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Monday, October 13, 2014

When is Ground not a Ground?

By Richard P. Bingham, Dranetz

Grounding is a term that has many different facets, depending on the application. Some of the reasons for grounding systems and equipment are to: limit the voltage imposed by lightning, line surges, or unintentional contact with higher voltages; stabilize the voltage to earth under normal operation; establish an effective path for fault current that is capable of safely carrying the maximum fault current and with sufficiently low impedance to facilitate the operation of overcurrent devices under fault conditions. In addition, the most important application is to increase the protection people and equipment from shock and/or damage.

In the power quality field, grounding plays an important part in the proper operation of "sensitive" equipment. "Of all the power and grounding problems affecting electronic load equipment, almost 90% are caused by electrical power and grounding conditions inside the facility in which the equipment is used....More importantly, almost 75% of the power quality problems inside the facility relate to grounding, which makes it the single most important factor from a facility standpoint, in having reliable equipment operation." [Warren Lewis, "Quality Grounding and Power Quality: Having Your Cake and Eating It, Too", EC&M Power Quality Advisor, February 1998]

More numerous than the reasons for grounding are the terms related to grounding. The Grounding Subcommittee of NFPA70B Electrical Equipment Maintenance Committee has compiled over fifty related definitions. Article 250 of the National Electric Code is a good source for many of the definitions, though one must remember that the primary purpose of the NEC is to protect life and property, and not necessarily ensure that equipment will run properly in a facility. This does not imply that any of the requirements should be compromised for the sake of improved performance, but rather additional efforts may be required.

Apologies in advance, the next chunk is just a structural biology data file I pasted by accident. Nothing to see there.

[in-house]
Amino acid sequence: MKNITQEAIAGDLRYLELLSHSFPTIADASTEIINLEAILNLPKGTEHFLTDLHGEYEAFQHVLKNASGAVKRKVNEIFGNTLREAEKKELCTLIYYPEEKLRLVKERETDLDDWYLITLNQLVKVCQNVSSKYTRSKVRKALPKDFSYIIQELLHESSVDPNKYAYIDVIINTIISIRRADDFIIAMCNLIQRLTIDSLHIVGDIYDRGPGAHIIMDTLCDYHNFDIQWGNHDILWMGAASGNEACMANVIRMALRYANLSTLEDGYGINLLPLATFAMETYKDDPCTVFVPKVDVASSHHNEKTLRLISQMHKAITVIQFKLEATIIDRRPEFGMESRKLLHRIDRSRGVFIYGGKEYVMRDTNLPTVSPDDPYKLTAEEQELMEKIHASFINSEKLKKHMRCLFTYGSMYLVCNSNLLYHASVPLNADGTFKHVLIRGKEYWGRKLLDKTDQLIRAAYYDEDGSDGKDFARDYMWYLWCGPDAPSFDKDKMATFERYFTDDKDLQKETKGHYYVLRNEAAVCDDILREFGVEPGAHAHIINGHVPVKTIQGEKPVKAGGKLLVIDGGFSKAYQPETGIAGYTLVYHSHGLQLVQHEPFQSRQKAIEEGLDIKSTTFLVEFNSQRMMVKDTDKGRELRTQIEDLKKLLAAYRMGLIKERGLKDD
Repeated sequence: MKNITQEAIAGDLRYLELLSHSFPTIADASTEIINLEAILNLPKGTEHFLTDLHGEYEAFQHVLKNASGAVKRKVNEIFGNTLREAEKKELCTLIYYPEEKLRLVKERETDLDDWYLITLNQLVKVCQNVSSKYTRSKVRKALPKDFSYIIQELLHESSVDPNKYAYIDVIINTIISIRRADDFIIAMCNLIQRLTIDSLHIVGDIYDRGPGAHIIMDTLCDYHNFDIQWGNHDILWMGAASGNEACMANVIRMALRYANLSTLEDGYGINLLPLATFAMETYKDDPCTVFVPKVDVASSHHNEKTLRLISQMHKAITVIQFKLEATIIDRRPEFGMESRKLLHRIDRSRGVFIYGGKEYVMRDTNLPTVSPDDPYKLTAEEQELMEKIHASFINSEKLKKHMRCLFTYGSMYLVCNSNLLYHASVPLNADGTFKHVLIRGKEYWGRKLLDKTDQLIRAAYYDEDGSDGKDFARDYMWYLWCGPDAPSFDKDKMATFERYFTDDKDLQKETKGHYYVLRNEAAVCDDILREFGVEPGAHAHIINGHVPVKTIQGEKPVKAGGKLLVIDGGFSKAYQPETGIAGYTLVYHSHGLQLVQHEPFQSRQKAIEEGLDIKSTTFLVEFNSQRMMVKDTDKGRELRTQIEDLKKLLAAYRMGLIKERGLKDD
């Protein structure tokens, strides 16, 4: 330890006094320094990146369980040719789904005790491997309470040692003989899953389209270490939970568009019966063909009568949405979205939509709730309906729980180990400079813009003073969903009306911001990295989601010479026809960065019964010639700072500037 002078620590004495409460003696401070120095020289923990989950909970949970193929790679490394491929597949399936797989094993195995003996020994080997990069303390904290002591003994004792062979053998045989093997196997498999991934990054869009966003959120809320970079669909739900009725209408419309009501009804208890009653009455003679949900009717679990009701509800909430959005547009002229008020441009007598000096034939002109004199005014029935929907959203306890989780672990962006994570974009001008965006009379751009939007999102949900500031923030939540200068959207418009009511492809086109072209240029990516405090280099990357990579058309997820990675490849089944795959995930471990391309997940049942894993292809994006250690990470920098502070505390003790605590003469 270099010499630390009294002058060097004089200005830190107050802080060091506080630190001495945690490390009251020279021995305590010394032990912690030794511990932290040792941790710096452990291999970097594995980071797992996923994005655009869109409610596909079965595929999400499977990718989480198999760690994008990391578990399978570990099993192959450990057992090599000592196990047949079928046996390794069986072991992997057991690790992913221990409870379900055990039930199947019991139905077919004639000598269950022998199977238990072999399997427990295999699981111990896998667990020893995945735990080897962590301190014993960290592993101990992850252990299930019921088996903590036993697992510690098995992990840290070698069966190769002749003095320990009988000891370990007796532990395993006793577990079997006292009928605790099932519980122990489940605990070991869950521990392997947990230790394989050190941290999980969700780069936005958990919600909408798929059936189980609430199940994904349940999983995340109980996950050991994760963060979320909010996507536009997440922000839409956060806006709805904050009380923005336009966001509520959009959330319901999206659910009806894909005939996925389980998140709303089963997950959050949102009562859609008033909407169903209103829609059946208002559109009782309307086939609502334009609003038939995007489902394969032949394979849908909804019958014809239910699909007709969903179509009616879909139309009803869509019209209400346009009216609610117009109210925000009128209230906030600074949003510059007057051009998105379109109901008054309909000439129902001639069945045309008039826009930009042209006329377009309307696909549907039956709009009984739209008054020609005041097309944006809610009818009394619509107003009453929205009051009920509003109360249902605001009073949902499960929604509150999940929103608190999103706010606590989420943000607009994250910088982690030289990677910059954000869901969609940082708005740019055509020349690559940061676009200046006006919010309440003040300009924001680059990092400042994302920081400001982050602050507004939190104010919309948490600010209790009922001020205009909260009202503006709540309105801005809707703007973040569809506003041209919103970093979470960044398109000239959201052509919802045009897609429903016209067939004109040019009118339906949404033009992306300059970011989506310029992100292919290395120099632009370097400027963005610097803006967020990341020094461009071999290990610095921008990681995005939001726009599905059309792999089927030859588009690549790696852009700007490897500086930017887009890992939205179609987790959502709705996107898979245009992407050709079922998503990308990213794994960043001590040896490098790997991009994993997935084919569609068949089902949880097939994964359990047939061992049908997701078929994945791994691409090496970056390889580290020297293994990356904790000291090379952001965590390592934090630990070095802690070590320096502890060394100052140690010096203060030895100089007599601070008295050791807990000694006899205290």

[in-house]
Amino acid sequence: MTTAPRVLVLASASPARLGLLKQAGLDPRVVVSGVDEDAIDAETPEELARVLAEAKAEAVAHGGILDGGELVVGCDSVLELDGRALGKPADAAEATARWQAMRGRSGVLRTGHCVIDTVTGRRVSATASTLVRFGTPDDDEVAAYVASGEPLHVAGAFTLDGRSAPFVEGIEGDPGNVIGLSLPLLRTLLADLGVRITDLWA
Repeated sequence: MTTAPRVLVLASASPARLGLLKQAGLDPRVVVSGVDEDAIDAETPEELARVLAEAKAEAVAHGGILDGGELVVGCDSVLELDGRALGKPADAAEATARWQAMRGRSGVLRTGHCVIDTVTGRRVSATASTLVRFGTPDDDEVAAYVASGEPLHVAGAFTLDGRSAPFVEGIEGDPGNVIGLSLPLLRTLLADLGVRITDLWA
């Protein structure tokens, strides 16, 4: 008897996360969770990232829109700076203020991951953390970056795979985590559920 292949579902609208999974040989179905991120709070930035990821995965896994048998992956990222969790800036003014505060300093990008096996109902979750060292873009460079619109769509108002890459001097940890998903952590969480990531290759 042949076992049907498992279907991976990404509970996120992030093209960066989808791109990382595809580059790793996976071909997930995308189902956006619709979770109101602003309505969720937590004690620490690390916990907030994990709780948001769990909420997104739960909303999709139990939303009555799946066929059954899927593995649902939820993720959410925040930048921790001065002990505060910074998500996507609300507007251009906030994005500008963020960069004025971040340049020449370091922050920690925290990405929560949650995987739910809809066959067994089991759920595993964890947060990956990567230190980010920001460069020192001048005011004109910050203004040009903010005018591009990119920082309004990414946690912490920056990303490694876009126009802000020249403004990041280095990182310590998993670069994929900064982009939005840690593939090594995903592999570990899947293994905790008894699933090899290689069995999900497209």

A grounding system has several key components: the connection to earth (often the grounding electrodes); the grounding conductor (typically called the green wire); the bonding jumper that connects the grounding conductor to the grounded conductor (often referred to as the neutral); and, the connection of the equipment connected to the grounding system. A few of the definitions from the NEC are listed below, to ensure that we are all speaking the same language.

Bonding Jumper -  A reliable conductor to ensure the required electrical conductivity between metal parts required to be electrically connected.

Grounding ConductorA conductor used to connect equipment or the grounded circuit of a wiring system to a grounding electrode or electrodes.

Grounding Conductor, EquipmentThe conductor used to connect the noncurrent-carrying metal parts of equipment, raceways, and other enclosures to the system grounded conductor, the grounding electrode conductor, or both, at the service equipment or at the source of a separately derived system.

Grounded ConductorA system or circuit conductor that is intentionally grounded.

Grounding Electrode Conductor - The conductor used to connect the grounding electrode to the equipment grounding conductor, to the grounded conductor, or to both, of the circuit at the service equipment or at the source of a separately derived system.

Grounding Electrode A grounding electrode is a conductive body deliberately inserted into earth to make to electrical connection to earth.

The grounding system operates under the same rules as the normal current carrying conductors.

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